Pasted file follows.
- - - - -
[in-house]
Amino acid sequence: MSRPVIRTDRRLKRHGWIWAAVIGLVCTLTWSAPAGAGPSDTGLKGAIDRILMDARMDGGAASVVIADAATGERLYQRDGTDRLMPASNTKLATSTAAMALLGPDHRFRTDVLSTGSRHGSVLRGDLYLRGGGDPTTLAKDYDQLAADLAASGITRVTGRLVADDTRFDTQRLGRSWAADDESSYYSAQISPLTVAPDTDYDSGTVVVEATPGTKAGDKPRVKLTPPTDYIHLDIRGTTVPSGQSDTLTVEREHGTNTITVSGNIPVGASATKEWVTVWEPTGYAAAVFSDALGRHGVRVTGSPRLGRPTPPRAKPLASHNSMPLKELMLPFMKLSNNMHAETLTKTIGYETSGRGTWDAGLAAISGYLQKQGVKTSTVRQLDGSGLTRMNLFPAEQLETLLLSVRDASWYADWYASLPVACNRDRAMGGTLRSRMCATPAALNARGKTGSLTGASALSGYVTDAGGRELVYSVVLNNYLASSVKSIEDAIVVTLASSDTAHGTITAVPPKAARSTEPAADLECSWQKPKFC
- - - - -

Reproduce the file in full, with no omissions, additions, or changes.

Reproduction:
[in-house]
Amino acid sequence: MSRPVIRTDRRLKRHGWIWAAVIGLVCTLTWSAPAGAGPSDTGLKGAIDRILMDARMDGGAASVVIADAATGERLYQRDGTDRLMPASNTKLATSTAAMALLGPDHRFRTDVLSTGSRHGSVLRGDLYLRGGGDPTTLAKDYDQLAADLAASGITRVTGRLVADDTRFDTQRLGRSWAADDESSYYSAQISPLTVAPDTDYDSGTVVVEATPGTKAGDKPRVKLTPPTDYIHLDIRGTTVPSGQSDTLTVEREHGTNTITVSGNIPVGASATKEWVTVWEPTGYAAAVFSDALGRHGVRVTGSPRLGRPTPPRAKPLASHNSMPLKELMLPFMKLSNNMHAETLTKTIGYETSGRGTWDAGLAAISGYLQKQGVKTSTVRQLDGSGLTRMNLFPAEQLETLLLSVRDASWYADWYASLPVACNRDRAMGGTLRSRMCATPAALNARGKTGSLTGASALSGYVTDAGGRELVYSVVLNNYLASSVKSIEDAIVVTLASSDTAHGTITAVPPKAARSTEPAADLECSWQKPKFC